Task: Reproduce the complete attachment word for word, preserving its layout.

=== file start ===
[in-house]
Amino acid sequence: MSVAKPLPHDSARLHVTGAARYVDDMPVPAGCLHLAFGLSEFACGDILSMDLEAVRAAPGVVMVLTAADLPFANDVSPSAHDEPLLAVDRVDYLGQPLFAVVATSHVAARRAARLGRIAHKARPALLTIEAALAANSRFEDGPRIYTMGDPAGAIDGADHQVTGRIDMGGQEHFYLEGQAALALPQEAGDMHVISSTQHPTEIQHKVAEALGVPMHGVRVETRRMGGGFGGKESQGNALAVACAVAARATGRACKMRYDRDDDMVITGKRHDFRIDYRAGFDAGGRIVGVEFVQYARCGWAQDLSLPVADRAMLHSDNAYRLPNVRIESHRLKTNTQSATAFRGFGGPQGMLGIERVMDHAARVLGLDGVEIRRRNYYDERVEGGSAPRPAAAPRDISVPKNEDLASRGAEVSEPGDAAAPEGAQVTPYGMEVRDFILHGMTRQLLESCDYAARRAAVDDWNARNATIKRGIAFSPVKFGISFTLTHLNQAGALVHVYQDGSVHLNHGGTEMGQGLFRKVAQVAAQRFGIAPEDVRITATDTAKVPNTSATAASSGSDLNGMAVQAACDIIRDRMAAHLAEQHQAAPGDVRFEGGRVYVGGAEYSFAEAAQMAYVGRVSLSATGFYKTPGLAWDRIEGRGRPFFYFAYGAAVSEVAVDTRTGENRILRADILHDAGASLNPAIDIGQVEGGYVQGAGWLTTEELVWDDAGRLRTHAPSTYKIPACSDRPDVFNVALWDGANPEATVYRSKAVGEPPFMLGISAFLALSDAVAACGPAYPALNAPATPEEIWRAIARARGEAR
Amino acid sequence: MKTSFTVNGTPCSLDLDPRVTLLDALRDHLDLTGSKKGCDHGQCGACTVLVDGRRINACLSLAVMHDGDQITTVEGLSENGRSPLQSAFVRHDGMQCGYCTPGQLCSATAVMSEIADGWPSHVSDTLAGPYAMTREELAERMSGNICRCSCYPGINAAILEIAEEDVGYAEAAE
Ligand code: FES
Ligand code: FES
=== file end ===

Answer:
[in-house]
Amino acid sequence: MSVAKPLPHDSARLHVTGAARYVDDMPVPAGCLHLAFGLSEFACGDILSMDLEAVRAAPGVVMVLTAADLPFANDVSPSAHDEPLLAVDRVDYLGQPLFAVVATSHVAARRAARLGRIAHKARPALLTIEAALAANSRFEDGPRIYTMGDPAGAIDGADHQVTGRIDMGGQEHFYLEGQAALALPQEAGDMHVISSTQHPTEIQHKVAEALGVPMHGVRVETRRMGGGFGGKESQGNALAVACAVAARATGRACKMRYDRDDDMVITGKRHDFRIDYRAGFDAGGRIVGVEFVQYARCGWAQDLSLPVADRAMLHSDNAYRLPNVRIESHRLKTNTQSATAFRGFGGPQGMLGIERVMDHAARVLGLDGVEIRRRNYYDERVEGGSAPRPAAAPRDISVPKNEDLASRGAEVSEPGDAAAPEGAQVTPYGMEVRDFILHGMTRQLLESCDYAARRAAVDDWNARNATIKRGIAFSPVKFGISFTLTHLNQAGALVHVYQDGSVHLNHGGTEMGQGLFRKVAQVAAQRFGIAPEDVRITATDTAKVPNTSATAASSGSDLNGMAVQAACDIIRDRMAAHLAEQHQAAPGDVRFEGGRVYVGGAEYSFAEAAQMAYVGRVSLSATGFYKTPGLAWDRIEGRGRPFFYFAYGAAVSEVAVDTRTGENRILRADILHDAGASLNPAIDIGQVEGGYVQGAGWLTTEELVWDDAGRLRTHAPSTYKIPACSDRPDVFNVALWDGANPEATVYRSKAVGEPPFMLGISAFLALSDAVAACGPAYPALNAPATPEEIWRAIARARGEAR
Amino acid sequence: MKTSFTVNGTPCSLDLDPRVTLLDALRDHLDLTGSKKGCDHGQCGACTVLVDGRRINACLSLAVMHDGDQITTVEGLSENGRSPLQSAFVRHDGMQCGYCTPGQLCSATAVMSEIADGWPSHVSDTLAGPYAMTREELAERMSGNICRCSCYPGINAAILEIAEEDVGYAEAAE
Ligand code: FES
Ligand code: FES